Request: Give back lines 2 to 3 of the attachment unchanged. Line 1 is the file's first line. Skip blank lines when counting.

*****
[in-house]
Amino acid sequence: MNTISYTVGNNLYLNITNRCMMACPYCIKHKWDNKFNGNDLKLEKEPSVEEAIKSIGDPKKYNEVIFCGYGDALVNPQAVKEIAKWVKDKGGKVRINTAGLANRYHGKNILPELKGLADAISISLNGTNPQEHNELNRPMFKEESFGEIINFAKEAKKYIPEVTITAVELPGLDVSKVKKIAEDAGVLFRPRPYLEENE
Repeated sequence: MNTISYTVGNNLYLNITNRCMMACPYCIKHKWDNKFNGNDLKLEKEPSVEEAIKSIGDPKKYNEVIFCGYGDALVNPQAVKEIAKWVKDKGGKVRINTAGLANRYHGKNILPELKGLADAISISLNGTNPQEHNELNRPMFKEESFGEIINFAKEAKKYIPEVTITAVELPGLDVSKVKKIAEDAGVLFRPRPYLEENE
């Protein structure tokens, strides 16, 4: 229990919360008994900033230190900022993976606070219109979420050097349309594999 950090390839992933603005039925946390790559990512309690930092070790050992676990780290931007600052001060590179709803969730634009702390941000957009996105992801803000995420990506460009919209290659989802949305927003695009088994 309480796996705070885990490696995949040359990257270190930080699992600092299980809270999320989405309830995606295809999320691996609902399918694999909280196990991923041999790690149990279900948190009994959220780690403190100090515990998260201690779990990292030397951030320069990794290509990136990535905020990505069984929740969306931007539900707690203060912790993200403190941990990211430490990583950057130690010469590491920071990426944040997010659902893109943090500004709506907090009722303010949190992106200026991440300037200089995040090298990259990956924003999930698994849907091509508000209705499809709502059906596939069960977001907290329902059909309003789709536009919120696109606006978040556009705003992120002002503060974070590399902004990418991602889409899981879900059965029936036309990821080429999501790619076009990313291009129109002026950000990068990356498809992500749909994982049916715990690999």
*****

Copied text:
Amino acid sequence: MNTISYTVGNNLYLNITNRCMMACPYCIKHKWDNKFNGNDLKLEKEPSVEEAIKSIGDPKKYNEVIFCGYGDALVNPQAVKEIAKWVKDKGGKVRINTAGLANRYHGKNILPELKGLADAISISLNGTNPQEHNELNRPMFKEESFGEIINFAKEAKKYIPEVTITAVELPGLDVSKVKKIAEDAGVLFRPRPYLEENE
Repeated sequence: MNTISYTVGNNLYLNITNRCMMACPYCIKHKWDNKFNGNDLKLEKEPSVEEAIKSIGDPKKYNEVIFCGYGDALVNPQAVKEIAKWVKDKGGKVRINTAGLANRYHGKNILPELKGLADAISISLNGTNPQEHNELNRPMFKEESFGEIINFAKEAKKYIPEVTITAVELPGLDVSKVKKIAEDAGVLFRPRPYLEENE